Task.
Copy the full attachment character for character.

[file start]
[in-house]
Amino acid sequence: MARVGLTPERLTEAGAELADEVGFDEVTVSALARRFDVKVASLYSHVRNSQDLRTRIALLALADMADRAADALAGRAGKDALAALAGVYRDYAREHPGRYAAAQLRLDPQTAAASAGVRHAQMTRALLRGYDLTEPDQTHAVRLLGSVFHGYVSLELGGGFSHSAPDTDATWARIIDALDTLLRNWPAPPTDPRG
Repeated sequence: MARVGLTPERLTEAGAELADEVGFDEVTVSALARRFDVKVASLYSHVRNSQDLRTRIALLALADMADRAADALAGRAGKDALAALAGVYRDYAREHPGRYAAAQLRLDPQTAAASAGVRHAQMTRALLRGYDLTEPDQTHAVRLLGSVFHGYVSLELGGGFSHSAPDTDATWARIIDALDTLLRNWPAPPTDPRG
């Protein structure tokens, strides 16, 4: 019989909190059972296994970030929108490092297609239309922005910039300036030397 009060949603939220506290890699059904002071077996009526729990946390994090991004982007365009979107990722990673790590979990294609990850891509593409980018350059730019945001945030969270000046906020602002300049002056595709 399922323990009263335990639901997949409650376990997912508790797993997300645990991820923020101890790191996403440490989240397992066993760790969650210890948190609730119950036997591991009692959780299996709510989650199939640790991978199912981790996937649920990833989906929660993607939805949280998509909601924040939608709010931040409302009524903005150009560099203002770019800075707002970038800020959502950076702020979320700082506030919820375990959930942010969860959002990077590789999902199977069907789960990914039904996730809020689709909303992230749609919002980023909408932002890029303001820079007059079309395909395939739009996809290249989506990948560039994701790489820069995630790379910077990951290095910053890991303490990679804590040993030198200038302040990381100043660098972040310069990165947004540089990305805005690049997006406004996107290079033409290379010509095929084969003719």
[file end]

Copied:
[in-house]
Amino acid sequence: MARVGLTPERLTEAGAELADEVGFDEVTVSALARRFDVKVASLYSHVRNSQDLRTRIALLALADMADRAADALAGRAGKDALAALAGVYRDYAREHPGRYAAAQLRLDPQTAAASAGVRHAQMTRALLRGYDLTEPDQTHAVRLLGSVFHGYVSLELGGGFSHSAPDTDATWARIIDALDTLLRNWPAPPTDPRG
Repeated sequence: MARVGLTPERLTEAGAELADEVGFDEVTVSALARRFDVKVASLYSHVRNSQDLRTRIALLALADMADRAADALAGRAGKDALAALAGVYRDYAREHPGRYAAAQLRLDPQTAAASAGVRHAQMTRALLRGYDLTEPDQTHAVRLLGSVFHGYVSLELGGGFSHSAPDTDATWARIIDALDTLLRNWPAPPTDPRG
């Protein structure tokens, strides 16, 4: 019989909190059972296994970030929108490092297609239309922005910039300036030397 009060949603939220506290890699059904002071077996009526729990946390994090991004982007365009979107990722990673790590979990294609990850891509593409980018350059730019945001945030969270000046906020602002300049002056595709 399922323990009263335990639901997949409650376990997912508790797993997300645990991820923020101890790191996403440490989240397992066993760790969650210890948190609730119950036997591991009692959780299996709510989650199939640790991978199912981790996937649920990833989906929660993607939805949280998509909601924040939608709010931040409302009524903005150009560099203002770019800075707002970038800020959502950076702020979320700082506030919820375990959930942010969860959002990077590789999902199977069907789960990914039904996730809020689709909303992230749609919002980023909408932002890029303001820079007059079309395909395939739009996809290249989506990948560039994701790489820069995630790379910077990951290095910053890991303490990679804590040993030198200038302040990381100043660098972040310069990165947004540089990305805005690049997006406004996107290079033409290379010509095929084969003719």